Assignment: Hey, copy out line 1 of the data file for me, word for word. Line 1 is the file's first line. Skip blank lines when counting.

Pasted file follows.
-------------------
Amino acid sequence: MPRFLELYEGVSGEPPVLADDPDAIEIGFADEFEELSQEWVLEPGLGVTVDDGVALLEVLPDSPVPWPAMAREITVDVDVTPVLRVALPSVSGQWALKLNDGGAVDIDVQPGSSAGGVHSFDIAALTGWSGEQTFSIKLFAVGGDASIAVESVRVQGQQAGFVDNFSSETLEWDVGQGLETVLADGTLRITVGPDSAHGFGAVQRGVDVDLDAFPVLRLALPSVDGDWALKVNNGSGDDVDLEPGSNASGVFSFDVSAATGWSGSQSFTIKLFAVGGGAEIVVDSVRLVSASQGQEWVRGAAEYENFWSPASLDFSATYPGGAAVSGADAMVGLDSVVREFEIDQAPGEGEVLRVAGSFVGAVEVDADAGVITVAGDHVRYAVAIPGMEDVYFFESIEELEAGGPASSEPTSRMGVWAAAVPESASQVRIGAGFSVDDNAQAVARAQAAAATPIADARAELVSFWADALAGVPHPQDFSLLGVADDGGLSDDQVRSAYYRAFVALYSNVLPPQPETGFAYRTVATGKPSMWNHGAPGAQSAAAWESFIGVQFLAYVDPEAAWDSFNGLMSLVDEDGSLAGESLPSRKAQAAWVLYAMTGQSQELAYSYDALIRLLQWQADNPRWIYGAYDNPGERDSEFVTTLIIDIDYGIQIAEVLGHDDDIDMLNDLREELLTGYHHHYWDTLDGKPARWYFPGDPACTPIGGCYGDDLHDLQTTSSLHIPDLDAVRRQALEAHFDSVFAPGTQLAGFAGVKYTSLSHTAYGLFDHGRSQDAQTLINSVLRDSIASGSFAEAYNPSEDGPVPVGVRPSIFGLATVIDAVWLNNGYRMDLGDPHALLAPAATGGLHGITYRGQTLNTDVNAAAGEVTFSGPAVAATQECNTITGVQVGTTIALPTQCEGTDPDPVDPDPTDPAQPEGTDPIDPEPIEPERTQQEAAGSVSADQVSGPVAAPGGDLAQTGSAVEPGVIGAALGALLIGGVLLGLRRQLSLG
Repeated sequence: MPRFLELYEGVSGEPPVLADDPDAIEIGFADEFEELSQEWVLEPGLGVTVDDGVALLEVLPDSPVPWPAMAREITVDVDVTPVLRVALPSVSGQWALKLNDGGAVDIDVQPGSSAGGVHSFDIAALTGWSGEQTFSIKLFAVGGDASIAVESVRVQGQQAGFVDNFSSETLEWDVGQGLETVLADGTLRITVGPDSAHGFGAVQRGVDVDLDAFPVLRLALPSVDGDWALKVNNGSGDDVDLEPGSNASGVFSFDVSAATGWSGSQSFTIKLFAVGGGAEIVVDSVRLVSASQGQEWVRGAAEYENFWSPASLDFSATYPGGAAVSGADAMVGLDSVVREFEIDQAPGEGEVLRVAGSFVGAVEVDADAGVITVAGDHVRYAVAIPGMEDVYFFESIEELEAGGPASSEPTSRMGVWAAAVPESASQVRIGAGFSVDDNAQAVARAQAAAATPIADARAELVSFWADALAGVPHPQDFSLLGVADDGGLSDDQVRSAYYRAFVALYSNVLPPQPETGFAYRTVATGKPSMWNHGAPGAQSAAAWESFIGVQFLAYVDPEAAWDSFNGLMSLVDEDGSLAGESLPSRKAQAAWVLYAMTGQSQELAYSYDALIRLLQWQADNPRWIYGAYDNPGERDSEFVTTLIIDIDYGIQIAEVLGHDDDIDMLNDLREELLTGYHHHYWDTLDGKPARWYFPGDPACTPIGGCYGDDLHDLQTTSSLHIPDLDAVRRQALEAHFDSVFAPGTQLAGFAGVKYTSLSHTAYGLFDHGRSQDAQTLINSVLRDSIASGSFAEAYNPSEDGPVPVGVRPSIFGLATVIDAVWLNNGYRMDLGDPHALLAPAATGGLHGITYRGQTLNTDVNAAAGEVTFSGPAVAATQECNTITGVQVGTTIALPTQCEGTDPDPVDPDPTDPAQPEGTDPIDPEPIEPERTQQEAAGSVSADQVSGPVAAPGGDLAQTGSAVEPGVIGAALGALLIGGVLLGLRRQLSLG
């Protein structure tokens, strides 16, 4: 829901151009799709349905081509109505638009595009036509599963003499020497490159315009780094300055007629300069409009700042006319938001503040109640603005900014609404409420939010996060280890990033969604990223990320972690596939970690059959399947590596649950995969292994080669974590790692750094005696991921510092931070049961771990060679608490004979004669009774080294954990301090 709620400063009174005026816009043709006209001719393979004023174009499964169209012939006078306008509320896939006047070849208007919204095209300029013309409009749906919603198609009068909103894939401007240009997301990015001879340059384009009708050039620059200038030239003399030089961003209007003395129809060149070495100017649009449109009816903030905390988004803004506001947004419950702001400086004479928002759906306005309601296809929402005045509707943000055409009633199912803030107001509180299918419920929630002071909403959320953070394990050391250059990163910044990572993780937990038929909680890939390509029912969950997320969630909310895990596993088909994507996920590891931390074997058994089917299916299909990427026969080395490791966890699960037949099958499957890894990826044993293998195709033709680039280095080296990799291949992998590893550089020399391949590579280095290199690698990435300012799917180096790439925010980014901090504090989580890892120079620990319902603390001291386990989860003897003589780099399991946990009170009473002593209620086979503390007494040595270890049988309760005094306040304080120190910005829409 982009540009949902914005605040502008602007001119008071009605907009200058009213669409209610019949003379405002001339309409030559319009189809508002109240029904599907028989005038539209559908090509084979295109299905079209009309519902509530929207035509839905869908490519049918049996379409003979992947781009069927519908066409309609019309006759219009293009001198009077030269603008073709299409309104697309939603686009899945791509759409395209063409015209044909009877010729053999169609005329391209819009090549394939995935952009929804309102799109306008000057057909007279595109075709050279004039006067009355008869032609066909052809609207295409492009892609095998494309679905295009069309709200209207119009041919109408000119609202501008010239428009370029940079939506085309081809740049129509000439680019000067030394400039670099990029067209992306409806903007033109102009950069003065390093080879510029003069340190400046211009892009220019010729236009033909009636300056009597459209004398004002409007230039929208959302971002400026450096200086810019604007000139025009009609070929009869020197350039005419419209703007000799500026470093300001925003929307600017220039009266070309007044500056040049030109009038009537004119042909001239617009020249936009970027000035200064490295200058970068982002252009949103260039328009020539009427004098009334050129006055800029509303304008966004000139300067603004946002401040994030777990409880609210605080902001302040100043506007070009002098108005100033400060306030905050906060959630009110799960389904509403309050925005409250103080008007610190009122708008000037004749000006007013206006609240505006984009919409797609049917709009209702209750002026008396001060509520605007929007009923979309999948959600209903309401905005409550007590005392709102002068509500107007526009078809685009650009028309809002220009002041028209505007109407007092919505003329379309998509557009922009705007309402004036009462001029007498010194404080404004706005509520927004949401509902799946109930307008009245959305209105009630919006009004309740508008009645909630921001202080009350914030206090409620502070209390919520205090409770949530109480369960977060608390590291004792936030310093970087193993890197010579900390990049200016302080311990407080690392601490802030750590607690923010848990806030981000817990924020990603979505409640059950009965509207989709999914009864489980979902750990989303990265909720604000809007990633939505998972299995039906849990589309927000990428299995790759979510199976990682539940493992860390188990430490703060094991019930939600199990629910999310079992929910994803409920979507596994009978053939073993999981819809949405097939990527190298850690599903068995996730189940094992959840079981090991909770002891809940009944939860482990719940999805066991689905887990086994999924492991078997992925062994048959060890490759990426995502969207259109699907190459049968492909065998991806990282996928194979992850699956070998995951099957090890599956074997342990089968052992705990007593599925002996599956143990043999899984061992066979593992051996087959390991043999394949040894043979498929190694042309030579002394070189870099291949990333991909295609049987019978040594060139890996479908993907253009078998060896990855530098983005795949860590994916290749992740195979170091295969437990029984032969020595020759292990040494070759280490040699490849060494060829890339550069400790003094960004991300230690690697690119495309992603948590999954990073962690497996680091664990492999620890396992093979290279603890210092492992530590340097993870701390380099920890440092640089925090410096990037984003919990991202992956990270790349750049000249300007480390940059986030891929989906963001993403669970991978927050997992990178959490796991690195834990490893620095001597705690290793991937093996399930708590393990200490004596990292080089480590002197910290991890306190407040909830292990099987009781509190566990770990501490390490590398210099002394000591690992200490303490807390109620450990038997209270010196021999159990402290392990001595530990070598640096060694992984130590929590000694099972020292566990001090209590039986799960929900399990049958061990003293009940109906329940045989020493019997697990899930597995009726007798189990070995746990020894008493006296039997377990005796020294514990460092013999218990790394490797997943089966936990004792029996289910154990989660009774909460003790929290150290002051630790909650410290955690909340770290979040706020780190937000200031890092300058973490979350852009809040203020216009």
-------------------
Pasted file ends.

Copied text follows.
Amino acid sequence: MPRFLELYEGVSGEPPVLADDPDAIEIGFADEFEELSQEWVLEPGLGVTVDDGVALLEVLPDSPVPWPAMAREITVDVDVTPVLRVALPSVSGQWALKLNDGGAVDIDVQPGSSAGGVHSFDIAALTGWSGEQTFSIKLFAVGGDASIAVESVRVQGQQAGFVDNFSSETLEWDVGQGLETVLADGTLRITVGPDSAHGFGAVQRGVDVDLDAFPVLRLALPSVDGDWALKVNNGSGDDVDLEPGSNASGVFSFDVSAATGWSGSQSFTIKLFAVGGGAEIVVDSVRLVSASQGQEWVRGAAEYENFWSPASLDFSATYPGGAAVSGADAMVGLDSVVREFEIDQAPGEGEVLRVAGSFVGAVEVDADAGVITVAGDHVRYAVAIPGMEDVYFFESIEELEAGGPASSEPTSRMGVWAAAVPESASQVRIGAGFSVDDNAQAVARAQAAAATPIADARAELVSFWADALAGVPHPQDFSLLGVADDGGLSDDQVRSAYYRAFVALYSNVLPPQPETGFAYRTVATGKPSMWNHGAPGAQSAAAWESFIGVQFLAYVDPEAAWDSFNGLMSLVDEDGSLAGESLPSRKAQAAWVLYAMTGQSQELAYSYDALIRLLQWQADNPRWIYGAYDNPGERDSEFVTTLIIDIDYGIQIAEVLGHDDDIDMLNDLREELLTGYHHHYWDTLDGKPARWYFPGDPACTPIGGCYGDDLHDLQTTSSLHIPDLDAVRRQALEAHFDSVFAPGTQLAGFAGVKYTSLSHTAYGLFDHGRSQDAQTLINSVLRDSIASGSFAEAYNPSEDGPVPVGVRPSIFGLATVIDAVWLNNGYRMDLGDPHALLAPAATGGLHGITYRGQTLNTDVNAAAGEVTFSGPAVAATQECNTITGVQVGTTIALPTQCEGTDPDPVDPDPTDPAQPEGTDPIDPEPIEPERTQQEAAGSVSADQVSGPVAAPGGDLAQTGSAVEPGVIGAALGALLIGGVLLGLRRQLSLG